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After reading this blog post: http://www.sitepoint.com/javascript-shared-web-workers-html5/

I don't get it. What's the difference between a Worker and a SharedWorker?

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Might be worth checking out whatwg.org/specs/web-apps/current-work/complete/… –  James Wiseman Jul 21 '11 at 15:20

4 Answers 4

up vote 9 down vote accepted

Very basic distinction: a Worker can only be accessed from the script that created it, a SharedWorker can be accessed by any script that comes from the same domain.

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Umm, so SharedWorker on a popup via window.open can access others assuming they are on the same origin? What if they are on an entirely new tab, I guess no? –  Tower Jul 21 '11 at 15:22
@Tower "Same origin" has nothing to do with the page that spawned another page. It means (roughly) the domain name from where the script was called. See this chart . So two scripts, both on example.com, can access the same SharedWorker even across different tabs. –  rvighne Jan 30 at 2:48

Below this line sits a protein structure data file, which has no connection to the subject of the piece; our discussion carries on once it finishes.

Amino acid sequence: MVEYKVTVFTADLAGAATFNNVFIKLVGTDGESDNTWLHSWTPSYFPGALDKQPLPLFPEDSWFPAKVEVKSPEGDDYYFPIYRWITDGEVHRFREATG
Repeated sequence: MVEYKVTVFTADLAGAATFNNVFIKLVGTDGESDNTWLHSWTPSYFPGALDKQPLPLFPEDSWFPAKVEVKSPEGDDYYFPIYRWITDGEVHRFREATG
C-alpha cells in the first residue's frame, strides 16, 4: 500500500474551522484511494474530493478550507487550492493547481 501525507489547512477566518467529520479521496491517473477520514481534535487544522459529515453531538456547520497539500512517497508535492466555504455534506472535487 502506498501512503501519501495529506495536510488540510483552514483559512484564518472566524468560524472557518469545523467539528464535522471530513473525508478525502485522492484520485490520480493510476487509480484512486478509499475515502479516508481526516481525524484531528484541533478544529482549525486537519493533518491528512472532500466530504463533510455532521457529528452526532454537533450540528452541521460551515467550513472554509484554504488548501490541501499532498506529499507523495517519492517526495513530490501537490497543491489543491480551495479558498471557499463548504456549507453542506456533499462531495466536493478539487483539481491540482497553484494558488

SharedWorker's seem to have more functionality then Worker.

Among that functionality is :

  • A shared global scope. All SharedWorker instances share a single global scope.

W3C Spec:


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Only a shared WebWorker can be used to share live state like this:

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A shared worker can work with multiple connections. It posts messages to ports to allow communication between various scripts.

A dedicated worker on the other hand is simply tied to its main connection and cannot post messages to other scripts (workers).

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